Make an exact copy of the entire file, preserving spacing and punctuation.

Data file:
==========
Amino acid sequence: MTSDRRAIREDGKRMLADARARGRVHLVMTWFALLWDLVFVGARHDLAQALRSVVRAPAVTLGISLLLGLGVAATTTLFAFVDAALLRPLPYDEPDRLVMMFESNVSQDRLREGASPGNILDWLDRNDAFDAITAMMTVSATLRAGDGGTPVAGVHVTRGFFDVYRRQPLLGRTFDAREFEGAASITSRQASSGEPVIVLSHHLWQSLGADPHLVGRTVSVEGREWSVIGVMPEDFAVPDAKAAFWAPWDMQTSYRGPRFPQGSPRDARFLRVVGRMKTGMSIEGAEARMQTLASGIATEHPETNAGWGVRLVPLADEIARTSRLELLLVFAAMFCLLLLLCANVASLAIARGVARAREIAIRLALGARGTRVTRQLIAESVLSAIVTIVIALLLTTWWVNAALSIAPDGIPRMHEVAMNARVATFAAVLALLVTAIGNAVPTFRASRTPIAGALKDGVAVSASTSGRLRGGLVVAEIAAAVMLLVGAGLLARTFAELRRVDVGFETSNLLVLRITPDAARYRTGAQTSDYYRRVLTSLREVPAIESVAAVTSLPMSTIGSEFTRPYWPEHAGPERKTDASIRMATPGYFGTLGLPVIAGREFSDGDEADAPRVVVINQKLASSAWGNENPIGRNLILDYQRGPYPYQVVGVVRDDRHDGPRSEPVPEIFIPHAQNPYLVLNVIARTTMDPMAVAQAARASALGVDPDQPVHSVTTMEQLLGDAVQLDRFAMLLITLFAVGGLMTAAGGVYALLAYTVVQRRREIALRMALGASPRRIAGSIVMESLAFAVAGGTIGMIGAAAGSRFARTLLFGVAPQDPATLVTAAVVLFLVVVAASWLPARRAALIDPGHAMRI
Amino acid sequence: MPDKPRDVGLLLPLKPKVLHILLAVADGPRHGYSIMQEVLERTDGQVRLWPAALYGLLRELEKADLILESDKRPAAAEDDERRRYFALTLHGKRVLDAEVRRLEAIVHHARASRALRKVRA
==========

Amino acid sequence: MTSDRRAIREDGKRMLADARARGRVHLVMTWFALLWDLVFVGARHDLAQALRSVVRAPAVTLGISLLLGLGVAATTTLFAFVDAALLRPLPYDEPDRLVMMFESNVSQDRLREGASPGNILDWLDRNDAFDAITAMMTVSATLRAGDGGTPVAGVHVTRGFFDVYRRQPLLGRTFDAREFEGAASITSRQASSGEPVIVLSHHLWQSLGADPHLVGRTVSVEGREWSVIGVMPEDFAVPDAKAAFWAPWDMQTSYRGPRFPQGSPRDARFLRVVGRMKTGMSIEGAEARMQTLASGIATEHPETNAGWGVRLVPLADEIARTSRLELLLVFAAMFCLLLLLCANVASLAIARGVARAREIAIRLALGARGTRVTRQLIAESVLSAIVTIVIALLLTTWWVNAALSIAPDGIPRMHEVAMNARVATFAAVLALLVTAIGNAVPTFRASRTPIAGALKDGVAVSASTSGRLRGGLVVAEIAAAVMLLVGAGLLARTFAELRRVDVGFETSNLLVLRITPDAARYRTGAQTSDYYRRVLTSLREVPAIESVAAVTSLPMSTIGSEFTRPYWPEHAGPERKTDASIRMATPGYFGTLGLPVIAGREFSDGDEADAPRVVVINQKLASSAWGNENPIGRNLILDYQRGPYPYQVVGVVRDDRHDGPRSEPVPEIFIPHAQNPYLVLNVIARTTMDPMAVAQAARASALGVDPDQPVHSVTTMEQLLGDAVQLDRFAMLLITLFAVGGLMTAAGGVYALLAYTVVQRRREIALRMALGASPRRIAGSIVMESLAFAVAGGTIGMIGAAAGSRFARTLLFGVAPQDPATLVTAAVVLFLVVVAASWLPARRAALIDPGHAMRI
Amino acid sequence: MPDKPRDVGLLLPLKPKVLHILLAVADGPRHGYSIMQEVLERTDGQVRLWPAALYGLLRELEKADLILESDKRPAAAEDDERRRYFALTLHGKRVLDAEVRRLEAIVHHARASRALRKVRA